During the CI or RI test, as we discussed earlier, a 1 kHz signal is AM modulated with the carrier. In Figure 3, I have drawn a possible model of how the RF may get into our operational amplifier. It is our job to reject all frequencies outside the bandwidth of our application. If we have an analog bandwidth of 100 kHz, we will filter all components above that frequency.
The first approximation can be accomplished by adding a capacitor parallel to R2 and one parallel to R4. However, this may be inadequate sometimes.
We need to find a better solution such that the high frequency should be rejected differently, and by failing this, we may fail the RI test. Based on my experience, nine times out of 10, you see a 1 kHz sinewave at the output of the operational amplifier. To solve this problem, add a low pass filter on each input where an RF signal may come from. This leads us to Figure 4.
Figure 4. Adding the RFI Low Pass filter on each input may solve the problem. Image used courtesy of Francisco Poderico
In Figure 4, the RC filter is called the RFI low pass filter in the EMC literature. It reduces the common mode "noise" that gets into the operational amplifier. It is possible that you have seen some solution in projects made by experienced designers. Even though an RFI filter reduces the RF signal, a considerable part of it may still pass through the Vin- and Vin+ of the operational amplifier, so more drastic measurements are required.
Figure 5. A small capacitor (typical value 10 pf - 100 pF) is added between Vin- and Vin+. Image used courtesy of Francisco Poderico
In Figure 5, we have added an RFI filter (RC low pass) and a capacitor of 10-100 pF between Vin- and Vin+ to study the input stage of an operational amplifier in more detail to understand how a capacitor between Vin- and Vin+ may help us pass radiated immunity tests.
Please make sure you have read Part 4 of this series of articles before getting into the details here since it is similar to the technique we have used to bypass the peak detector in our diode and in our BJT, so it is important that you do so first.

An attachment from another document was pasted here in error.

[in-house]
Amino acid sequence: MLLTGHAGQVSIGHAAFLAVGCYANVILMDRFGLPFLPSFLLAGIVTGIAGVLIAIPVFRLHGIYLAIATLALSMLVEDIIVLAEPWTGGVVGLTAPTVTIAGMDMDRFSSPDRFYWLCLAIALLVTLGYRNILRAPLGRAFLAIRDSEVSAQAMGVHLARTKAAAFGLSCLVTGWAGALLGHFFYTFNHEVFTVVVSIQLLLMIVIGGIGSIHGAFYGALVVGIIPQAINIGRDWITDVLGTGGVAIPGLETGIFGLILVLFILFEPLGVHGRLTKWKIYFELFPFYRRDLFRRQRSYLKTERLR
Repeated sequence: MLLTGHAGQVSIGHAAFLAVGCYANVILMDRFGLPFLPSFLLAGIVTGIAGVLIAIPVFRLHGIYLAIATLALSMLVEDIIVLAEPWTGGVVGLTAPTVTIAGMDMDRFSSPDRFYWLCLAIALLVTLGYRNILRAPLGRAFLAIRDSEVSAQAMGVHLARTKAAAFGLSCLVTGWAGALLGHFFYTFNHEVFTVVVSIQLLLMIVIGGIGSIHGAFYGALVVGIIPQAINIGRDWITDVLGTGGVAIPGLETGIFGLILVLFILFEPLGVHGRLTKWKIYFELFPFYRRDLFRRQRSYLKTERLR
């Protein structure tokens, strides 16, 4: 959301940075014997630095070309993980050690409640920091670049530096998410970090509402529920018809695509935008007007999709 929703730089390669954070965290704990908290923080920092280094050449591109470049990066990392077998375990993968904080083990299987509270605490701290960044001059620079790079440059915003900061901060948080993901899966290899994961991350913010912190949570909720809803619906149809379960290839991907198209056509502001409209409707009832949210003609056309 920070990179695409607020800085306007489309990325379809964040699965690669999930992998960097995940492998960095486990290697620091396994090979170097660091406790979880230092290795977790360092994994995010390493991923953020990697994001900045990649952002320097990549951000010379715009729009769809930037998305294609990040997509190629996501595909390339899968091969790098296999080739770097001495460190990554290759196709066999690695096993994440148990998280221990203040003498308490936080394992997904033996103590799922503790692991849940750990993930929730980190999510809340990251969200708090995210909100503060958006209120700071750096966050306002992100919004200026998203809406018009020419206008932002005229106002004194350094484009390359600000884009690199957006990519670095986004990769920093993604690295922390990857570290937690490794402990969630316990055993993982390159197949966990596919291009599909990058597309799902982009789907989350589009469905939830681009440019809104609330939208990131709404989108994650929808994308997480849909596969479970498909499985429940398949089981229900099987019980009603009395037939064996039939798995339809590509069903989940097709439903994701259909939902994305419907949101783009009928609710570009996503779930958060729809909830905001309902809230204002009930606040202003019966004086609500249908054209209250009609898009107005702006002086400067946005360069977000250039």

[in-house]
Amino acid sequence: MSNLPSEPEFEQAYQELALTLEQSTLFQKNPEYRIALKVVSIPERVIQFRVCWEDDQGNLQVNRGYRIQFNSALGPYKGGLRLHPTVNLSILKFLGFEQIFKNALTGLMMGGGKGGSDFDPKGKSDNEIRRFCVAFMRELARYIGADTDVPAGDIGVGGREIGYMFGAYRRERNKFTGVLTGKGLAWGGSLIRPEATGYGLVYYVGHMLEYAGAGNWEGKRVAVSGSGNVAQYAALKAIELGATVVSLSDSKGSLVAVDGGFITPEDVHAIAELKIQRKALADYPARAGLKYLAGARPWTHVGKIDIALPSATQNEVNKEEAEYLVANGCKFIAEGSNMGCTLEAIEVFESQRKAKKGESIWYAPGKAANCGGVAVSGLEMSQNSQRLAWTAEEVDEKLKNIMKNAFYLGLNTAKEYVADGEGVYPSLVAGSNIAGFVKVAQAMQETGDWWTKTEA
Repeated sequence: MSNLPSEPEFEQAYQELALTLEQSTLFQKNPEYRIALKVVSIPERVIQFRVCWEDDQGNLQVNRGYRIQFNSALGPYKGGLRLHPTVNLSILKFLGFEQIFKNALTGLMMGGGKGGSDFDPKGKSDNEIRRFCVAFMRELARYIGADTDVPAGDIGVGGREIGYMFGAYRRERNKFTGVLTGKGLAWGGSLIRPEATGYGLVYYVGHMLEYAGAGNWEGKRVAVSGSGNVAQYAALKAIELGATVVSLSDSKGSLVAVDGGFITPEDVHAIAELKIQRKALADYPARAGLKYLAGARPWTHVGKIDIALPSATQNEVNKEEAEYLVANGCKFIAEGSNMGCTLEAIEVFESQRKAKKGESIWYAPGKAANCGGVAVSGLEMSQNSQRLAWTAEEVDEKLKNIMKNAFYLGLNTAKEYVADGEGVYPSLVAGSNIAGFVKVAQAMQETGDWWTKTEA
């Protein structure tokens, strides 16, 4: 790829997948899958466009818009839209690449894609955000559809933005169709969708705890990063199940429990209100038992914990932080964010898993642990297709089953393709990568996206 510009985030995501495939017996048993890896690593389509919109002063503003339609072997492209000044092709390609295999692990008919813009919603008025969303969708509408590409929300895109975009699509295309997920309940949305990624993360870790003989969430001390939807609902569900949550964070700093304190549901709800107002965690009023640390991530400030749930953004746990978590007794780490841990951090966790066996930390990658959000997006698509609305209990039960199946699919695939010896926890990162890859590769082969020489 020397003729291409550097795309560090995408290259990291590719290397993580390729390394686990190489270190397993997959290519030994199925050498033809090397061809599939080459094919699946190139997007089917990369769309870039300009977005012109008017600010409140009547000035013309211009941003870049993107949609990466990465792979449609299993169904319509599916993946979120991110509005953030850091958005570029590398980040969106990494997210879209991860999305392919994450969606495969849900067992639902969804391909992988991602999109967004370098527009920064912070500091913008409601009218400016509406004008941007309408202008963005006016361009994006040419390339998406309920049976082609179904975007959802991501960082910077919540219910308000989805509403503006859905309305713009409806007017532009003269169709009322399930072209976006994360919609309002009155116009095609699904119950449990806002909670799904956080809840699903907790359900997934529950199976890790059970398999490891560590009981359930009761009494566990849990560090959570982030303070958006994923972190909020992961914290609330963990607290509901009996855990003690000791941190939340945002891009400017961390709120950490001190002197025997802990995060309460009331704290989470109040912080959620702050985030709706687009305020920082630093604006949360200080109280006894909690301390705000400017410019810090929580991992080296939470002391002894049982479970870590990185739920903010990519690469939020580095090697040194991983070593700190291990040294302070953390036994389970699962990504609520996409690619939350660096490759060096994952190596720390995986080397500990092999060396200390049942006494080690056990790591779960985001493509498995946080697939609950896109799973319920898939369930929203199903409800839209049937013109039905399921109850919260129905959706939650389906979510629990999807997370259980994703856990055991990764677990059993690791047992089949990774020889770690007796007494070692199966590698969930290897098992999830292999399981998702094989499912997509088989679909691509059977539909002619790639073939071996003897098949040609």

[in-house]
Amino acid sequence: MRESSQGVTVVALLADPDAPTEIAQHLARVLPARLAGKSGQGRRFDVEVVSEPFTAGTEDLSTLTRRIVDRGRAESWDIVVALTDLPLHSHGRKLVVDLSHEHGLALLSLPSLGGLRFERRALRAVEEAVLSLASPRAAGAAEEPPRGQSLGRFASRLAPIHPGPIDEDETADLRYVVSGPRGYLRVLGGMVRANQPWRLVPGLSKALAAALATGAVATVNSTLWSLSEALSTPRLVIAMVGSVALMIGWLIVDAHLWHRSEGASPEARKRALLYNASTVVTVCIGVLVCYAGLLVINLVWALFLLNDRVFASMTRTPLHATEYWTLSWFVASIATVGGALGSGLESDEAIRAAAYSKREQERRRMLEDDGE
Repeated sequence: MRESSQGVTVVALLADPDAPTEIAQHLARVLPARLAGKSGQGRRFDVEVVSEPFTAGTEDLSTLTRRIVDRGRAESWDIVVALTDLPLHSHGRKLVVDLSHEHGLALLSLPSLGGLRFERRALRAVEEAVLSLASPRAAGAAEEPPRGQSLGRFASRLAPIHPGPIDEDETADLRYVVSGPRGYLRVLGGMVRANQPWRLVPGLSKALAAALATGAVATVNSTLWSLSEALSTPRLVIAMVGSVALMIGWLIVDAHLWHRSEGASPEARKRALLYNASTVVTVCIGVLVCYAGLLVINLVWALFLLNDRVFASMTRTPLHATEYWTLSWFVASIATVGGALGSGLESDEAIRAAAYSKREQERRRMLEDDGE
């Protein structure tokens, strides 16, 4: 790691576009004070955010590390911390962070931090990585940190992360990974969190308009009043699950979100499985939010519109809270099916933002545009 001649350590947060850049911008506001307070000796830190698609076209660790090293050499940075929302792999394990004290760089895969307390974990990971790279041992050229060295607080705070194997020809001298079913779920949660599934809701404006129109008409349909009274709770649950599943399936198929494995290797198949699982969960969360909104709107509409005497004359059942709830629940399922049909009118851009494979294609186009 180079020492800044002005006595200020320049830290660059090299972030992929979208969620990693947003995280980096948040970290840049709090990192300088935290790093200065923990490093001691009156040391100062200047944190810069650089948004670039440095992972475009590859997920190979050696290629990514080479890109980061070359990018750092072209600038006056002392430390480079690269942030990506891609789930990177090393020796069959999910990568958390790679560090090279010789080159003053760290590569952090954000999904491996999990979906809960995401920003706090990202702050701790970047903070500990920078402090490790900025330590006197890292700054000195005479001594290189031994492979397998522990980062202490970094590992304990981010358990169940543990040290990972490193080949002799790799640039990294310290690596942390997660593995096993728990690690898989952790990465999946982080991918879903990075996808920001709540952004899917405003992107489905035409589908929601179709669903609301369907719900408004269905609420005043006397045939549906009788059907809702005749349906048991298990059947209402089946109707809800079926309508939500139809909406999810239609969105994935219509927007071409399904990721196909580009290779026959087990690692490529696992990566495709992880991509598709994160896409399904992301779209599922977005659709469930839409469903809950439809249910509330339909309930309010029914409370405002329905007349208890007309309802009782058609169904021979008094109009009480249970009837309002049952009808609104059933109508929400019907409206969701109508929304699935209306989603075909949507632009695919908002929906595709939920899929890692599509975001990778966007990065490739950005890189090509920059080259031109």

Figure 6. The input stage of an operational amplifier works as an AM demodulator. Image used courtesy of Francisco Poderico
Figure 6 shows a simplified version of the input stage of an operational amplifier. As a result, the base-emitter works as a peak detector. At the same time, the parasitic capacitance between the emitter and the Vnn acts as a low-pass filter based on the parasitic capacitance between them.
The result is that when an AM-modulated signal arrives at the operational amplifier's input, it will be demodulated. As a result, a sinewave is output at the output of the operational amplifier.
In part 4, we solved the problem by adding a small capacitor between the base and the emitter, however, this time, we do not have access to the emitter of the transistor.
We can solve this problem simply by adding a capacitor between the Vin- and Vin+. By doing this, we bypass the base-emitter of the diode. By doing this, we bypass an important component of the EM demodulator, as we discussed in Part 4, namely, the peak detector. Therefore, 1 kHz signals cannot be demodulated anymore.
In Part 6, we have seen that operational amplifiers can become unwanted AM demodulators under some circumstances and may cause issues during RI/CI testing. The design of electronic equipment for EMC compliance can be challenging; however, even the most complex issues can be solved by analyzing the problem thoroughly.
Featured image used courtesy of Adobe Stock